UCL Department of Geography


Emily Smith, PhD

Starting as an undergrad, Emily tells us how the quality of teaching and the friends and support she made along the way, convinced her to stay on to her PhD.

Emily Smith, PhD student at UCL Geography, on a mountain.

11 October 2022

“I distinctly remember walking through the entrance into the quad, and then up into the Geography Department. After hearing about the Geography Programme and what it had to offer, I knew it was where I wanted to study. And I haven’t left since.

“I am doing a four-year independent research project investigating whether angling could be a potential pathway for invasive aquatic species entering the UK from Europe. This involves a lot of independent work, supported by a supervisory team. For my project, I’ll be using a combination of questionnaires, biological surveys in Europe and laboratory work. I hope to find out the importance of angling as an invasive pathway and potential ways to reduce this risk. The findings of my study will hopefully support work being conducted in the UK to fulfil the EU Invasive Species Regulation, and reduce the risk of new invasive species becoming established in the UK.

Bern Convention

From my PhD, a highlight for me was attending the Bern Convention’s 11th Meeting of Group of Experts on Invasive Alien Species in Slovenia. Not only did I get to visit a beautiful country, but it also gave me a great insight into how policy is conducted which I would not get the opportunity to see otherwise. It was really encouraging to see the cross-country work being undertaken and different countries working together towards the same goal.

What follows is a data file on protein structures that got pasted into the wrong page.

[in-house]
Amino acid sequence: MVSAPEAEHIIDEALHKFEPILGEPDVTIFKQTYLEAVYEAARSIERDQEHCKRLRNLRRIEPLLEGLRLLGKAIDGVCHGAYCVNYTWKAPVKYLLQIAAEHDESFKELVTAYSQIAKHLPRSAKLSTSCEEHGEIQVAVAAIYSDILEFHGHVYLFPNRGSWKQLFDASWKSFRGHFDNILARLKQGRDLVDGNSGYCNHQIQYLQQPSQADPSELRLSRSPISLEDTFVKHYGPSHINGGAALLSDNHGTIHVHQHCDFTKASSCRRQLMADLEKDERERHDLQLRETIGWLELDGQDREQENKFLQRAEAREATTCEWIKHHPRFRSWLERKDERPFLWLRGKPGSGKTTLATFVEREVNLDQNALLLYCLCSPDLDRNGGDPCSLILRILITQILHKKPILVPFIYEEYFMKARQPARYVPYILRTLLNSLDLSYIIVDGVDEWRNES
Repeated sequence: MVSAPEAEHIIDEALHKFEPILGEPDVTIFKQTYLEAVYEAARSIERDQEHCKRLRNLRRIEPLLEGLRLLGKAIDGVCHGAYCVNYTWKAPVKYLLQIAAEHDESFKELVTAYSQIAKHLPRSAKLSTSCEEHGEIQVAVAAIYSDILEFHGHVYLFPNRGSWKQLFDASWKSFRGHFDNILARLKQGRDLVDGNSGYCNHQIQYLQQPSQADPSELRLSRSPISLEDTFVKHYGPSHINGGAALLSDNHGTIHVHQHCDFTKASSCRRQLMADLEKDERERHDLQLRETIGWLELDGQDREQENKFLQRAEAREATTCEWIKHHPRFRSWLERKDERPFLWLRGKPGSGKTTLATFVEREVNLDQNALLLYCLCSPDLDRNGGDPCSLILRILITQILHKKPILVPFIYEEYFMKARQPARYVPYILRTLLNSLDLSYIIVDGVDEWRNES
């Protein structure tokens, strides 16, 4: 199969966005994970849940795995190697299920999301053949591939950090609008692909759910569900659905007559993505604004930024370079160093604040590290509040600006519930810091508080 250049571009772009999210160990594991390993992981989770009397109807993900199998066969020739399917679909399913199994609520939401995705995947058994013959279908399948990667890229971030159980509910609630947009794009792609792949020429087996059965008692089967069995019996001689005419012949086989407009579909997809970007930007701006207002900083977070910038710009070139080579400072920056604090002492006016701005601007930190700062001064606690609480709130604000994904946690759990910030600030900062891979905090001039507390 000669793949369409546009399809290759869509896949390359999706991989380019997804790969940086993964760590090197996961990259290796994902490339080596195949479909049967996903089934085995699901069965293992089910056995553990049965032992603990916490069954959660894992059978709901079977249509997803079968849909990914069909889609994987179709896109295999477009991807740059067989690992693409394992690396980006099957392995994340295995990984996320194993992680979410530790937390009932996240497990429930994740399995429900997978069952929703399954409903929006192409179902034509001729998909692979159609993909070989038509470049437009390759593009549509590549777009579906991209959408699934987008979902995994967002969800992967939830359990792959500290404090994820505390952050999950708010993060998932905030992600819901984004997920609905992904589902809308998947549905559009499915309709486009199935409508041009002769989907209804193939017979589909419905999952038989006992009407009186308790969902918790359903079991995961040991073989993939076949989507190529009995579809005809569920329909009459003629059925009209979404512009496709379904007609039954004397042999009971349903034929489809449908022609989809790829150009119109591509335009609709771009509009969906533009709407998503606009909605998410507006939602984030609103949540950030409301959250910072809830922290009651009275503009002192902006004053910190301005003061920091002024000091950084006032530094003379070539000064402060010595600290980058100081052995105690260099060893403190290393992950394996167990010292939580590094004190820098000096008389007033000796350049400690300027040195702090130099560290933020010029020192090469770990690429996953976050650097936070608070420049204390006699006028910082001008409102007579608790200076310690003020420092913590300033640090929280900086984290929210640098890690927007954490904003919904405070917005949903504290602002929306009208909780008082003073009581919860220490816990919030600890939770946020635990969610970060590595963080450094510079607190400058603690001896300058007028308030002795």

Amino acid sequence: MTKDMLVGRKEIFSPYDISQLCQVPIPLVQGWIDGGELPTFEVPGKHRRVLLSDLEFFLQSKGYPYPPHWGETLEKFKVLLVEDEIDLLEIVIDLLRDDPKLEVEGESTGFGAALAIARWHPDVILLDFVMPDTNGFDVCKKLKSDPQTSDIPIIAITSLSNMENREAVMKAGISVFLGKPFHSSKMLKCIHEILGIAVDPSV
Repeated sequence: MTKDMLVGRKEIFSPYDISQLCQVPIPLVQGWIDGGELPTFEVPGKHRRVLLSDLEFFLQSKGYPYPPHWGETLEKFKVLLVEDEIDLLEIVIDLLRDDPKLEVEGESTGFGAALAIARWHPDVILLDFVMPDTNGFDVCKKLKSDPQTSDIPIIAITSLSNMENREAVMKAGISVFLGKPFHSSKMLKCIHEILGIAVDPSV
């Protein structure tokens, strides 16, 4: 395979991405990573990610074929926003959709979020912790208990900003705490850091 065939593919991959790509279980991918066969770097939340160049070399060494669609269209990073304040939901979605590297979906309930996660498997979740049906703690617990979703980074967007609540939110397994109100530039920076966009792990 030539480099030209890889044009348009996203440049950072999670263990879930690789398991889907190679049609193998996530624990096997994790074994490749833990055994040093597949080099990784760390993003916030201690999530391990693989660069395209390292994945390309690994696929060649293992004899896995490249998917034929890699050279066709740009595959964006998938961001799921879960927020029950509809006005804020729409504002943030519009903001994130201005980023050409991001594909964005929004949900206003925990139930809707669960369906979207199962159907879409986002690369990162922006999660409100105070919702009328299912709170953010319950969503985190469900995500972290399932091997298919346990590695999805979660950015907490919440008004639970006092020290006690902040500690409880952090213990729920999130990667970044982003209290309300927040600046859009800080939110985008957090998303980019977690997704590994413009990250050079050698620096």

Alongside the field trips to Mallorca and Slapton Ley as an undergraduate, I also visited California as part of my PhD training last year. I also regularly help out with the Norfolk Ponds Project, which aims to restore overgrown farmland ponds to their former biodiverse glory, as well as conducting my own research and helping fellow students with theirs.

Public speaking

There are numerous skills that I have learnt since joining the PhD Programme and UCL generally. For me, the most important one I think will be continuing to increase my confidence in public speaking, as expressing your research is essential to get your findings heard. As well as attending conferences to present my work I have joined the UCL Arena Teaching Associate Programme. I hope this will develop my teaching skills further and eventually result in my obtaining accreditation through the Higher Education Academy.

“There are so many opportunities both within the Department, and UCL more widely, for you to get involved in both for your learning and outside of that.”